• Peoples' concept of video games has changed drastically over the past thirty years.  Our hobby has achieved more understanding amongst the non-gaming public, save the odd lunatic to "preach" against virtual violence, and in some ways, has become more mainstream.  Case in point: over its subsequent releases, the subsequent Call of Duty titles have garnered the greatest opening-weekend profit for any piece of entertainment across all media -- more than movies, more than music, more than books.
  • Used game lockouts.  I don't know if there was a burgeoning used-game market in the time of the Atari 5200, but one thing's for sure: we have one now.  And now the XBox One is going to limit their proliferations through means currently unclarified.  So far I understand that there will be a fee for installing a game on more than one console, and there are rules beyond that which have totally lost me.  Now, I haven't always seen eye-to-eye with the major game retail chains -- more like chain, singular, as I haven't seen a stand-alone EB Games store in years.  Personally, I blame their refusal to stock anything from the 20th century -- in fact, I know a GameStop location that, as I'm writing this, is clearing out their stock PlayStation 2 games.  Yeah, turns out that some people still like retro gaming.  Speaking of which, if you live in the Philadelphia area and are tired of suckling off of the EB-GameStop teat, might I suggest a visit to:

    Classic Game Junkie
    111 South Easton Road
    Glenside, PA 19038

    Yes, product placement.  Happens to the best of us.  Back on point, I've taken issue with that and the overly-promoted rip-off that is trading in games.  But without people selling their software to the stores, we wouldn't have their delightful array of used games.  So my point is, some people will giveth, and some will taketh away.
  • Last but most importantly, GAMES.  The 5200 only managed 69 games in its library.  Whilst the XBox One doesn't yet have its own library of games, technically speaking, we already have 44 titles announced at the time of writing -- and that's only retail titles!  One thing I've noticed over the current generation is the divergence of the market into two tiers: the full-budget, triple-A titles on the one hand, and the smaller-scale downloadable titles on the other.  I have to say, I admire this development at least in theory.  Independent developers now have the opportunity to get their video games onto consoles without being hindered by a huge operating cost or the counter-productive whims of marketing execs.  At the same time, the big retail titles are still able to push the technical and graphical boundaries further and further.  Besides, I'll admit to Call of Duty being a guilty pleasure of mine, if only for its online multiplayer model.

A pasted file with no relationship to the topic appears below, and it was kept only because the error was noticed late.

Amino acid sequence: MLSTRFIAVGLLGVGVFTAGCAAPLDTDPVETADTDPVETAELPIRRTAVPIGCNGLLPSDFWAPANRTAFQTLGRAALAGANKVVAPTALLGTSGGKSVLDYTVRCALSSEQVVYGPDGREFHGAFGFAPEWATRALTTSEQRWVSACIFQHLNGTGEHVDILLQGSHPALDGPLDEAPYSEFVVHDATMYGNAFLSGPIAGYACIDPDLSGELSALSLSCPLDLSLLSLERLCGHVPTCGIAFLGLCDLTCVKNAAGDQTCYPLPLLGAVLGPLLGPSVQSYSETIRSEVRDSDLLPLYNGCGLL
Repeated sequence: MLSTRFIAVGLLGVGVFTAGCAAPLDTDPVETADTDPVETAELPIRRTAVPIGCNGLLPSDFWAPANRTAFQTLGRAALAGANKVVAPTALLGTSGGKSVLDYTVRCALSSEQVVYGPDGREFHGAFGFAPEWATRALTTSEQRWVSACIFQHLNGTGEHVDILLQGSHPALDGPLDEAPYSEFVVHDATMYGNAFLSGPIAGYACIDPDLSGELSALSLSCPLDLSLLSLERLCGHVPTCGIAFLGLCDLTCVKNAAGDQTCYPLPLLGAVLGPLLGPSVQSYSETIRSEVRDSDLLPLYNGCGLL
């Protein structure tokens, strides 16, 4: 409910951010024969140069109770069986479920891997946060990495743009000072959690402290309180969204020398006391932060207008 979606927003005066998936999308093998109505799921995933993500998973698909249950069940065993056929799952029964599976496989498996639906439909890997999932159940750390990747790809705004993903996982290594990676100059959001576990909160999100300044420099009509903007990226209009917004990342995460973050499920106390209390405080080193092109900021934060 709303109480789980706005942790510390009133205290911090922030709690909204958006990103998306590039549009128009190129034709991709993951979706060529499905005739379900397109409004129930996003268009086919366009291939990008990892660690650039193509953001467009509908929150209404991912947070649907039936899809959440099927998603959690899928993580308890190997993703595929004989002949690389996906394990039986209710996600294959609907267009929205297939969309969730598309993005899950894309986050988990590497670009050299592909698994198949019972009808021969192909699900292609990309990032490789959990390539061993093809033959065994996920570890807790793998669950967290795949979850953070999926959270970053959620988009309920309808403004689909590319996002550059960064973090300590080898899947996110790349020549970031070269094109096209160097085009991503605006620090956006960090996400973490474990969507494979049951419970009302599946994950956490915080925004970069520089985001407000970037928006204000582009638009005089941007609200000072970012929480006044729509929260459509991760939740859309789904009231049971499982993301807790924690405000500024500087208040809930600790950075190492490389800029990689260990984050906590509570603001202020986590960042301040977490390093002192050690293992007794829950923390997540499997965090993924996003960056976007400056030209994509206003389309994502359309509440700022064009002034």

Come to think of it, this precarious dichotomy serves as a model for the video game industry in macrocosm.  In short, our hobby is becoming more corporatised.  In long, not only are triple-A titles converging into a giant grey blob of sameyness, but still manage to rake in millions upon millions of currency units (not to mention coverage on the lame-stream media outlets).  And just as the software is fast falling prey to what the know-nothing marketing execs think will sell, the hardware (more so the XBox One) is playing to the paranoid whims of the boys from accounting.  So all that being the case, it is my hope, if not prediction, that the XBox One will be a total washout.  But more importantly, it shows that if the video game market implodes, it won't implode in the same ways it did in the early 80s.  We'll still have the spirit of originality which only independent developers will provide.   Either that or we can have the Japanese bail us out again.

And when the buck are we going to get Mega Man Legends 3!?